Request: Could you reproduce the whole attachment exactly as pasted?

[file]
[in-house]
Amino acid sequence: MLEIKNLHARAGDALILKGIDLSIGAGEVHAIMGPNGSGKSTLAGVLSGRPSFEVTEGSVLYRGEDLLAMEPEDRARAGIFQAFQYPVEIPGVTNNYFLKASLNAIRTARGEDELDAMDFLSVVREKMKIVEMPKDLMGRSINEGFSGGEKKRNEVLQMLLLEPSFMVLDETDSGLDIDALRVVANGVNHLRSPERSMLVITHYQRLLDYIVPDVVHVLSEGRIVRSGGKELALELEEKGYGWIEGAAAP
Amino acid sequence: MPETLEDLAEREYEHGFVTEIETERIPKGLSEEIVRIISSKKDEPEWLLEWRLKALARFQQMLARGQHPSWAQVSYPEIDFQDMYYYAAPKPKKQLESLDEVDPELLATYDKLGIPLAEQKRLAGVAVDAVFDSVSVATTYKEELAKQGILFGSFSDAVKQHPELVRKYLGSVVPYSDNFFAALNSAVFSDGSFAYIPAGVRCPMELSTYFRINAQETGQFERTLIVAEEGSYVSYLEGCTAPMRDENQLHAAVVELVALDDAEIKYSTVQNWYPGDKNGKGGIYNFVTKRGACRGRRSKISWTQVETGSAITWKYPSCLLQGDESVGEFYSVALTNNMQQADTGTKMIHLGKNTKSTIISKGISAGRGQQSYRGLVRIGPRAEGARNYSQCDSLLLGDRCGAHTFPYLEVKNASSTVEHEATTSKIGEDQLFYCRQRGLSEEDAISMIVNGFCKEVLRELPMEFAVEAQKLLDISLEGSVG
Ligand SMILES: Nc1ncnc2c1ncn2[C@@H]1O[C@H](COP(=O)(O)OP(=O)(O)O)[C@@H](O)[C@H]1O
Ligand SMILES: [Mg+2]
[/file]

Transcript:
[in-house]
Amino acid sequence: MLEIKNLHARAGDALILKGIDLSIGAGEVHAIMGPNGSGKSTLAGVLSGRPSFEVTEGSVLYRGEDLLAMEPEDRARAGIFQAFQYPVEIPGVTNNYFLKASLNAIRTARGEDELDAMDFLSVVREKMKIVEMPKDLMGRSINEGFSGGEKKRNEVLQMLLLEPSFMVLDETDSGLDIDALRVVANGVNHLRSPERSMLVITHYQRLLDYIVPDVVHVLSEGRIVRSGGKELALELEEKGYGWIEGAAAP
Amino acid sequence: MPETLEDLAEREYEHGFVTEIETERIPKGLSEEIVRIISSKKDEPEWLLEWRLKALARFQQMLARGQHPSWAQVSYPEIDFQDMYYYAAPKPKKQLESLDEVDPELLATYDKLGIPLAEQKRLAGVAVDAVFDSVSVATTYKEELAKQGILFGSFSDAVKQHPELVRKYLGSVVPYSDNFFAALNSAVFSDGSFAYIPAGVRCPMELSTYFRINAQETGQFERTLIVAEEGSYVSYLEGCTAPMRDENQLHAAVVELVALDDAEIKYSTVQNWYPGDKNGKGGIYNFVTKRGACRGRRSKISWTQVETGSAITWKYPSCLLQGDESVGEFYSVALTNNMQQADTGTKMIHLGKNTKSTIISKGISAGRGQQSYRGLVRIGPRAEGARNYSQCDSLLLGDRCGAHTFPYLEVKNASSTVEHEATTSKIGEDQLFYCRQRGLSEEDAISMIVNGFCKEVLRELPMEFAVEAQKLLDISLEGSVG
Ligand SMILES: Nc1ncnc2c1ncn2[C@@H]1O[C@H](COP(=O)(O)OP(=O)(O)O)[C@@H](O)[C@H]1O
Ligand SMILES: [Mg+2]